You may recall that after carefully taking away some of the coverings of the timbers, the discovery that the structure is a “half Wealdon” was made. This resulted in the need to adapt and resubmit the planning application…. which has caused a delay. The revised finish date is now in early springtime.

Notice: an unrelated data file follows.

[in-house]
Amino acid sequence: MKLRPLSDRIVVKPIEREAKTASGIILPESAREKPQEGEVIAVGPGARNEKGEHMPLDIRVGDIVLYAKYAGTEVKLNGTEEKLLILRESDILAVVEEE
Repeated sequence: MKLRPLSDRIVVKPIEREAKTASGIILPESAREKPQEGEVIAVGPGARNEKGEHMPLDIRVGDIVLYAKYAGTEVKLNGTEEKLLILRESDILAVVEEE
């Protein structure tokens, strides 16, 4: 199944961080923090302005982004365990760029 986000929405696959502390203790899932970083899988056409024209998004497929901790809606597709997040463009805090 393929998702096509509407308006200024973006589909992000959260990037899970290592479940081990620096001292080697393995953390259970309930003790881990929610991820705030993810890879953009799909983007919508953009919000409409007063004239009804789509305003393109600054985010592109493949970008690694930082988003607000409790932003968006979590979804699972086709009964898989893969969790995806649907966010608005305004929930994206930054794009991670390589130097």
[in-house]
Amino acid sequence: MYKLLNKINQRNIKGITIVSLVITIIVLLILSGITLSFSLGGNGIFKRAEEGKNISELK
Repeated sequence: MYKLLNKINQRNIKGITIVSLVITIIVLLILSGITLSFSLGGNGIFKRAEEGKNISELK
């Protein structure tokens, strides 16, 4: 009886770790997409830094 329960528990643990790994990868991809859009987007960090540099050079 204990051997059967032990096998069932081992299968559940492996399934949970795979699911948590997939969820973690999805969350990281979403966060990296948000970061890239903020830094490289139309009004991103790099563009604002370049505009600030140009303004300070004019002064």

According to an article on the Internet, a Wealden house is “a Medieval timber-framed dwelling type found mainly in the South-East of England, and named after the Weald, a district, once forested, between the North and South Downs. It consists of an open hall the full height of the structure with a two-storey bay on each side of the hall, having a single roof in one direction over the whole, the ridge of the pitched roof (sometimes hipped) following the length. The upper floors of the end-bays project on jetties on the front elevation, but the eaves are continuous, so that part of the roof over the set-back hall wall rests on a flying wall-plate supported on diagonal (often curved) braces in line with the front of the jettied first-floor wall. A single-ended or half-Wealden house is similar, but has only one jettied bay.”